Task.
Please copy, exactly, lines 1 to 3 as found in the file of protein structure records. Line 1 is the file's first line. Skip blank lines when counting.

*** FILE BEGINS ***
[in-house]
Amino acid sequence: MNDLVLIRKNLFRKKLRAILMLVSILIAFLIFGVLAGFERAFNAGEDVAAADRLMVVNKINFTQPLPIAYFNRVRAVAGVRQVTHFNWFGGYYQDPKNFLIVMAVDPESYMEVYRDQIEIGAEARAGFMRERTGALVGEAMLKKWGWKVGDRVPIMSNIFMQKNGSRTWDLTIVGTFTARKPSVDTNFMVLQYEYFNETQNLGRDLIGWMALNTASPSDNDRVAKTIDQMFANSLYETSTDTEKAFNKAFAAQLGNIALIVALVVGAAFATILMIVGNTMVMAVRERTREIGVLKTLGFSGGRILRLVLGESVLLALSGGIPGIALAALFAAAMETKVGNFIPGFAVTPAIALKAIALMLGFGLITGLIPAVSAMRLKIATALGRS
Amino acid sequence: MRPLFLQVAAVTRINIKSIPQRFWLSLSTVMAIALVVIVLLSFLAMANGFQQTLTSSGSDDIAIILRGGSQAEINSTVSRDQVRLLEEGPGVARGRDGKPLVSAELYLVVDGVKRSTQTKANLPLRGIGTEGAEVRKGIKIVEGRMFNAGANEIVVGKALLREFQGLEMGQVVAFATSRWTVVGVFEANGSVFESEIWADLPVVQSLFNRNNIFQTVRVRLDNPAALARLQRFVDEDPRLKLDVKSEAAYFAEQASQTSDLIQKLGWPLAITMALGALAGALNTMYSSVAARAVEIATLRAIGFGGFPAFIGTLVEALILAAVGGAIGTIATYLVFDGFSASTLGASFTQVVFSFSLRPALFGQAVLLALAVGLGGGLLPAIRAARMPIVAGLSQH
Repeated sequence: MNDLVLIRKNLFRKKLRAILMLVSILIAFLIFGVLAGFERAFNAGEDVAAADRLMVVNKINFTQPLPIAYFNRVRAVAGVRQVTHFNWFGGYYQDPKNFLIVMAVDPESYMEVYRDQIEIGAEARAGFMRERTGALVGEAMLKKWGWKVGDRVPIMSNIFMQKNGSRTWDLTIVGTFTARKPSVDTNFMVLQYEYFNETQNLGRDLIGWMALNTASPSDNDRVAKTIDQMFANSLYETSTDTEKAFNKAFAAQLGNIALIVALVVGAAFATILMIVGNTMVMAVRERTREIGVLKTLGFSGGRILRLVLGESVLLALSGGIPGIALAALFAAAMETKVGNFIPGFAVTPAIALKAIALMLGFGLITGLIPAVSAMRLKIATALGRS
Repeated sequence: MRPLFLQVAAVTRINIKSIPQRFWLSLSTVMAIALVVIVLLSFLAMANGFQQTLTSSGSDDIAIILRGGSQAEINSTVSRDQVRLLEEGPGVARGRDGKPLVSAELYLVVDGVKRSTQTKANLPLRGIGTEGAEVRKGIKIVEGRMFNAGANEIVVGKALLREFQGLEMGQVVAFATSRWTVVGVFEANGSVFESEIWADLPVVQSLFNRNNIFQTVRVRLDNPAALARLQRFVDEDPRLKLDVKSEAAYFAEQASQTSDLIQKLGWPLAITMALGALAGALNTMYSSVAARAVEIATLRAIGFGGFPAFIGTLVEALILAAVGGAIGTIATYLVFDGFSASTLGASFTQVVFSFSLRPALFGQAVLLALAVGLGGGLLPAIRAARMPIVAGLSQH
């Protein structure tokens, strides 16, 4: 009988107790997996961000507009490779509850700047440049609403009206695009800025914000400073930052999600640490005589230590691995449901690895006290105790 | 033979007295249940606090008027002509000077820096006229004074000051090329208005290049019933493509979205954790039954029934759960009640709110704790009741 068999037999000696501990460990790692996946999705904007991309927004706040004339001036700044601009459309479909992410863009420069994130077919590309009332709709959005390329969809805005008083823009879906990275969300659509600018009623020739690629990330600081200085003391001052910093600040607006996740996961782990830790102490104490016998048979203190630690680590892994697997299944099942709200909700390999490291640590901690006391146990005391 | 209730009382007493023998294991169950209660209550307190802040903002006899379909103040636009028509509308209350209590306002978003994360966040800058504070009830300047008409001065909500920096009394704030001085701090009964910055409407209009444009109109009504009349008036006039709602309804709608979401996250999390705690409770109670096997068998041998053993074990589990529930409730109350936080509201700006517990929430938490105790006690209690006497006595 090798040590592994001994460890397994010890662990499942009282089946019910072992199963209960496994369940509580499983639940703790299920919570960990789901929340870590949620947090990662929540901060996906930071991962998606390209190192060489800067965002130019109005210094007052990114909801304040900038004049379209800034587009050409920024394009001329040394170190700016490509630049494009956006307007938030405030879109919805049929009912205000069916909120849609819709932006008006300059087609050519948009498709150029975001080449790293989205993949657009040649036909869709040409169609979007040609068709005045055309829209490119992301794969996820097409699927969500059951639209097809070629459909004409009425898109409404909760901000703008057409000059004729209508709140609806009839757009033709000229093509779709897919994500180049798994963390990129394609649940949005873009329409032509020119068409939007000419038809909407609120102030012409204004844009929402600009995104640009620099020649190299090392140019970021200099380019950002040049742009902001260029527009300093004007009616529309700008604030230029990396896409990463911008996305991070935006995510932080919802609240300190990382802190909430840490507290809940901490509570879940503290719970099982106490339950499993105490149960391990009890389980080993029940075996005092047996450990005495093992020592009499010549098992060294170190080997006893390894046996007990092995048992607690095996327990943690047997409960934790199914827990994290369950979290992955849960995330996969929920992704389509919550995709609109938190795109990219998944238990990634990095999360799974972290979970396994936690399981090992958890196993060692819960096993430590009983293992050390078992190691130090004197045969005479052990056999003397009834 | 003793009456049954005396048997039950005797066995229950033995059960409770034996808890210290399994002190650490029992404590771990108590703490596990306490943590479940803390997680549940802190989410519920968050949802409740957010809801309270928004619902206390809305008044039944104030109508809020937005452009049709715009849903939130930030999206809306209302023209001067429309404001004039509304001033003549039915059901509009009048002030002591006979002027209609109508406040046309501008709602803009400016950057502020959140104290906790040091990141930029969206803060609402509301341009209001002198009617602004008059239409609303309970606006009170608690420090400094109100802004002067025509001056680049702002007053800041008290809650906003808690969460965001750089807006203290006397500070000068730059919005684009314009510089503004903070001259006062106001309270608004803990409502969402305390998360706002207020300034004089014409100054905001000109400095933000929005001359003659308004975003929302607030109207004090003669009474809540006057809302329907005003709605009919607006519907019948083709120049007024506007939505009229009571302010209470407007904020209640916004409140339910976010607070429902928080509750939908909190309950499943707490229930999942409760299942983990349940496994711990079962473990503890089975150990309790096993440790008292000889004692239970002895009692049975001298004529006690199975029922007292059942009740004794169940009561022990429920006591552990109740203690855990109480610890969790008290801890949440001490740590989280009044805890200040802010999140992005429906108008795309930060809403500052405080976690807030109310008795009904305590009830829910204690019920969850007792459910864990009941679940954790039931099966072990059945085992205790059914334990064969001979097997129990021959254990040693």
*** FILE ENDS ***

[in-house]
Amino acid sequence: MNDLVLIRKNLFRKKLRAILMLVSILIAFLIFGVLAGFERAFNAGEDVAAADRLMVVNKINFTQPLPIAYFNRVRAVAGVRQVTHFNWFGGYYQDPKNFLIVMAVDPESYMEVYRDQIEIGAEARAGFMRERTGALVGEAMLKKWGWKVGDRVPIMSNIFMQKNGSRTWDLTIVGTFTARKPSVDTNFMVLQYEYFNETQNLGRDLIGWMALNTASPSDNDRVAKTIDQMFANSLYETSTDTEKAFNKAFAAQLGNIALIVALVVGAAFATILMIVGNTMVMAVRERTREIGVLKTLGFSGGRILRLVLGESVLLALSGGIPGIALAALFAAAMETKVGNFIPGFAVTPAIALKAIALMLGFGLITGLIPAVSAMRLKIATALGRS
Amino acid sequence: MRPLFLQVAAVTRINIKSIPQRFWLSLSTVMAIALVVIVLLSFLAMANGFQQTLTSSGSDDIAIILRGGSQAEINSTVSRDQVRLLEEGPGVARGRDGKPLVSAELYLVVDGVKRSTQTKANLPLRGIGTEGAEVRKGIKIVEGRMFNAGANEIVVGKALLREFQGLEMGQVVAFATSRWTVVGVFEANGSVFESEIWADLPVVQSLFNRNNIFQTVRVRLDNPAALARLQRFVDEDPRLKLDVKSEAAYFAEQASQTSDLIQKLGWPLAITMALGALAGALNTMYSSVAARAVEIATLRAIGFGGFPAFIGTLVEALILAAVGGAIGTIATYLVFDGFSASTLGASFTQVVFSFSLRPALFGQAVLLALAVGLGGGLLPAIRAARMPIVAGLSQH